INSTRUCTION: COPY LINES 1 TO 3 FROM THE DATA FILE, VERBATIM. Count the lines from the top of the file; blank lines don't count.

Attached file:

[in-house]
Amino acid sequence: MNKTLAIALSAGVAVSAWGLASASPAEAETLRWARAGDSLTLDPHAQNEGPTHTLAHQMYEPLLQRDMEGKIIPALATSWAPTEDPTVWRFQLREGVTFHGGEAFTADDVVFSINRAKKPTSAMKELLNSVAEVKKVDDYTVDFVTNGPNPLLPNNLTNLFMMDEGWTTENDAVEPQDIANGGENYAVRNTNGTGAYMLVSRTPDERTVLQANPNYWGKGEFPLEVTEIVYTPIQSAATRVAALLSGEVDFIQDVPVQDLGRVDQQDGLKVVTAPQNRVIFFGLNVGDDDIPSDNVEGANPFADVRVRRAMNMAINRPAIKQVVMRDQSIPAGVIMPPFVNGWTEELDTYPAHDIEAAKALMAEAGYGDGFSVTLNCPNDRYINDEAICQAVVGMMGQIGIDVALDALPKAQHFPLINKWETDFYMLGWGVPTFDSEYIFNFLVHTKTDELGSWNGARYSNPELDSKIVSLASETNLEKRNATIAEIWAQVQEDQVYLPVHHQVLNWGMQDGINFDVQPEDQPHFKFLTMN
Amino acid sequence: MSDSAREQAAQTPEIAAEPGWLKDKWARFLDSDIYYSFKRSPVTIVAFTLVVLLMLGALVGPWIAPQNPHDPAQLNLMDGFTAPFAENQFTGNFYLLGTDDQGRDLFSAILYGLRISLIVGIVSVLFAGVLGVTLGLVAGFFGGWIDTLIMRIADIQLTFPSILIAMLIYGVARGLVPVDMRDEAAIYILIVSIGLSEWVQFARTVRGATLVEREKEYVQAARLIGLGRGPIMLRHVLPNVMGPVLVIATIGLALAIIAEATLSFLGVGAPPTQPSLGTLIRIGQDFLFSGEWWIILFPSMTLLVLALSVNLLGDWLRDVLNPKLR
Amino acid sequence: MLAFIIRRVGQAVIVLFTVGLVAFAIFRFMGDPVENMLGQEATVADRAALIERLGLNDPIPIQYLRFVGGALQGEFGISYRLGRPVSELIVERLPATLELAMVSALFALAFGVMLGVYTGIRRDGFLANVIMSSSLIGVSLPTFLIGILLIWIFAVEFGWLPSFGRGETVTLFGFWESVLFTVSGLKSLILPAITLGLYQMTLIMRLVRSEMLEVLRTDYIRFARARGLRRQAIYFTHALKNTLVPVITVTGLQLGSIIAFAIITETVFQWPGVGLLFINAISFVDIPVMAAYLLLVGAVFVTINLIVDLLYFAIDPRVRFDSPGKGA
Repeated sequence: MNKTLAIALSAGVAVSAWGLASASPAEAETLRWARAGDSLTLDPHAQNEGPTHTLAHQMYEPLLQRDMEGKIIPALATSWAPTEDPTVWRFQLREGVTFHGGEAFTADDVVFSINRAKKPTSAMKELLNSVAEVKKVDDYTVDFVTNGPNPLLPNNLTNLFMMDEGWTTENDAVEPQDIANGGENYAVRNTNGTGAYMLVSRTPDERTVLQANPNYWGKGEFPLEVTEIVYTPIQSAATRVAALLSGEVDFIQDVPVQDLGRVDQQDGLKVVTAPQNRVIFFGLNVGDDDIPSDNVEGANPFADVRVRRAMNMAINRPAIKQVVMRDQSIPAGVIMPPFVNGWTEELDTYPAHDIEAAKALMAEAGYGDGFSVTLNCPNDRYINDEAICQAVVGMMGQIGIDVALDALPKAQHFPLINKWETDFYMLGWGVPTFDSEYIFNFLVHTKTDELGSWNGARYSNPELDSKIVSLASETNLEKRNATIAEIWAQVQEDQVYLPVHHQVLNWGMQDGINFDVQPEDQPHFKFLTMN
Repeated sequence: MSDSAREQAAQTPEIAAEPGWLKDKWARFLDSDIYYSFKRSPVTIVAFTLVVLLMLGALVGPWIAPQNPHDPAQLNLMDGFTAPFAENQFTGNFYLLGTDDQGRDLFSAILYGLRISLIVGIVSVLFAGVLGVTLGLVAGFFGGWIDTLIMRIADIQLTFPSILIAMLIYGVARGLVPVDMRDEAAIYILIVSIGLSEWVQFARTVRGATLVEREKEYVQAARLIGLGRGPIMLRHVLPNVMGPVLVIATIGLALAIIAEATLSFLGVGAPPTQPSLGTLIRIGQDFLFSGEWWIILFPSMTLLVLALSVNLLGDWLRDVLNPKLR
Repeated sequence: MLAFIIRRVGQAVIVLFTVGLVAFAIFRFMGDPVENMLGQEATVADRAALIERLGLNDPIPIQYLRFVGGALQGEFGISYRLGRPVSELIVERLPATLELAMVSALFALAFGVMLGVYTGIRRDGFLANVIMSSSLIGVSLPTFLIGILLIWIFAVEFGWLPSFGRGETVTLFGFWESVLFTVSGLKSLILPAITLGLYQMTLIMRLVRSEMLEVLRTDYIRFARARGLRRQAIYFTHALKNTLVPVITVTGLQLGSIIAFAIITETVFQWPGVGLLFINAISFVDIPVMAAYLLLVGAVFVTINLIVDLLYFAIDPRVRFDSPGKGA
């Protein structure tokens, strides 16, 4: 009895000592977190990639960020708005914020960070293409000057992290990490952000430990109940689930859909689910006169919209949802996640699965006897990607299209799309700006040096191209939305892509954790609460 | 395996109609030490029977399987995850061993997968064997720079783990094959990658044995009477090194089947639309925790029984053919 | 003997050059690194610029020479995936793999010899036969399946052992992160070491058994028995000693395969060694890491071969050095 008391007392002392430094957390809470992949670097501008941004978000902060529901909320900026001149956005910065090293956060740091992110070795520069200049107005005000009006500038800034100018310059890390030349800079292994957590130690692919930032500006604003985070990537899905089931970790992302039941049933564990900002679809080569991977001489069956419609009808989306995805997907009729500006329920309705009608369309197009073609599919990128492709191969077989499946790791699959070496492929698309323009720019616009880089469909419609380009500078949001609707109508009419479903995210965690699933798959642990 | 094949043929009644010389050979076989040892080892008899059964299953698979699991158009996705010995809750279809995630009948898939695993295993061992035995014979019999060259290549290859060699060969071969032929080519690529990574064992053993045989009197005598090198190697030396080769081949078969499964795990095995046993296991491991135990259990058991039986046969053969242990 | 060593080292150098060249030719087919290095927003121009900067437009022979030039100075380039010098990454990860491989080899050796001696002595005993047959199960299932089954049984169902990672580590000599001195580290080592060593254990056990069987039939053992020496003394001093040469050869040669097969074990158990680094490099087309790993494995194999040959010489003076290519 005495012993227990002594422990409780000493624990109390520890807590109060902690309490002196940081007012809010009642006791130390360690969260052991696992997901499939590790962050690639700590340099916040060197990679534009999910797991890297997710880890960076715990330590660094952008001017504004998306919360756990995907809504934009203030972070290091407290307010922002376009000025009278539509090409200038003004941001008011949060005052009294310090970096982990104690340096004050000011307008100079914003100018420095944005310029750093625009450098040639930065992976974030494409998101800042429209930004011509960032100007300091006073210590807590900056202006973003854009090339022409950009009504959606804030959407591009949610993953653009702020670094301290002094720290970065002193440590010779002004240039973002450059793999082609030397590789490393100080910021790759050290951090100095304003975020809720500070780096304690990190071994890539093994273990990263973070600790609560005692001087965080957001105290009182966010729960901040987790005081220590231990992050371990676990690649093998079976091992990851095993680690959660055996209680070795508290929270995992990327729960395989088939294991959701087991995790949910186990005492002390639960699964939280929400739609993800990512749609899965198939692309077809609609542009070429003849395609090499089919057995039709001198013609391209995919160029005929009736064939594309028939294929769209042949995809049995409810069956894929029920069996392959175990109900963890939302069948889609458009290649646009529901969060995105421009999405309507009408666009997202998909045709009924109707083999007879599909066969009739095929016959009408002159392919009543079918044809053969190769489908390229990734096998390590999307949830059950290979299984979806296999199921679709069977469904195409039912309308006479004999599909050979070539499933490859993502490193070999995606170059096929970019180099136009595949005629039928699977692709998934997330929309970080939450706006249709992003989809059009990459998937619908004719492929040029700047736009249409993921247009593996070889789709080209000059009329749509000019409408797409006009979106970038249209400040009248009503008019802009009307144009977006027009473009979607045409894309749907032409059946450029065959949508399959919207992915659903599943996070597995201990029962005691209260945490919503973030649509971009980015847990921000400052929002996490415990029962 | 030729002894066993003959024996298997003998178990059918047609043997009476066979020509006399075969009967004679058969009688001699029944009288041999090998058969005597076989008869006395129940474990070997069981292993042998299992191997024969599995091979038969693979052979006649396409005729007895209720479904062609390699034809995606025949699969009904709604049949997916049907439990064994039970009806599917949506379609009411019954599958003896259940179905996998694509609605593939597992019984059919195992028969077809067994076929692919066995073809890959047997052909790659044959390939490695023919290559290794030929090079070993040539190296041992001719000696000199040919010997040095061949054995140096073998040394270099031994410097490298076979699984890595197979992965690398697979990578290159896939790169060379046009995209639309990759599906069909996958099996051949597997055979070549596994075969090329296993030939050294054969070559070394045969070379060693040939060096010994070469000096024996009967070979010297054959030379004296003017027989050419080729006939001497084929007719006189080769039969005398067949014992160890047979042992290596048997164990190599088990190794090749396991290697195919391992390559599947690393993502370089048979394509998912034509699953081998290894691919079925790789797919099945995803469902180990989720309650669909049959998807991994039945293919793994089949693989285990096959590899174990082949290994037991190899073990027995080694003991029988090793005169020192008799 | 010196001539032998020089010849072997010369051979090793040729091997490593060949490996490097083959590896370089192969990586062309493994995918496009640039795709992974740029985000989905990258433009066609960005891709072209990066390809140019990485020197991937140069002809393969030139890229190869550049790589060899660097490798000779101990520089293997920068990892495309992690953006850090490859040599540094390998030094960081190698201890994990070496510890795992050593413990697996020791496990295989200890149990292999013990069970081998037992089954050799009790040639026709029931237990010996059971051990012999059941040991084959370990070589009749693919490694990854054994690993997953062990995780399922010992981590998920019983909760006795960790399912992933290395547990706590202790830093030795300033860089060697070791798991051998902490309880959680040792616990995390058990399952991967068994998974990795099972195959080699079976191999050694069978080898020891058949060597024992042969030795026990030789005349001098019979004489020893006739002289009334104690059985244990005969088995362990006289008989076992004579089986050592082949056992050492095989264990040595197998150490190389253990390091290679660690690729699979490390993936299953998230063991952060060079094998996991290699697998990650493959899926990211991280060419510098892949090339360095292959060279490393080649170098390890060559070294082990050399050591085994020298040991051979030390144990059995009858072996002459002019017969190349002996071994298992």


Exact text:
[in-house]
Amino acid sequence: MNKTLAIALSAGVAVSAWGLASASPAEAETLRWARAGDSLTLDPHAQNEGPTHTLAHQMYEPLLQRDMEGKIIPALATSWAPTEDPTVWRFQLREGVTFHGGEAFTADDVVFSINRAKKPTSAMKELLNSVAEVKKVDDYTVDFVTNGPNPLLPNNLTNLFMMDEGWTTENDAVEPQDIANGGENYAVRNTNGTGAYMLVSRTPDERTVLQANPNYWGKGEFPLEVTEIVYTPIQSAATRVAALLSGEVDFIQDVPVQDLGRVDQQDGLKVVTAPQNRVIFFGLNVGDDDIPSDNVEGANPFADVRVRRAMNMAINRPAIKQVVMRDQSIPAGVIMPPFVNGWTEELDTYPAHDIEAAKALMAEAGYGDGFSVTLNCPNDRYINDEAICQAVVGMMGQIGIDVALDALPKAQHFPLINKWETDFYMLGWGVPTFDSEYIFNFLVHTKTDELGSWNGARYSNPELDSKIVSLASETNLEKRNATIAEIWAQVQEDQVYLPVHHQVLNWGMQDGINFDVQPEDQPHFKFLTMN
Amino acid sequence: MSDSAREQAAQTPEIAAEPGWLKDKWARFLDSDIYYSFKRSPVTIVAFTLVVLLMLGALVGPWIAPQNPHDPAQLNLMDGFTAPFAENQFTGNFYLLGTDDQGRDLFSAILYGLRISLIVGIVSVLFAGVLGVTLGLVAGFFGGWIDTLIMRIADIQLTFPSILIAMLIYGVARGLVPVDMRDEAAIYILIVSIGLSEWVQFARTVRGATLVEREKEYVQAARLIGLGRGPIMLRHVLPNVMGPVLVIATIGLALAIIAEATLSFLGVGAPPTQPSLGTLIRIGQDFLFSGEWWIILFPSMTLLVLALSVNLLGDWLRDVLNPKLR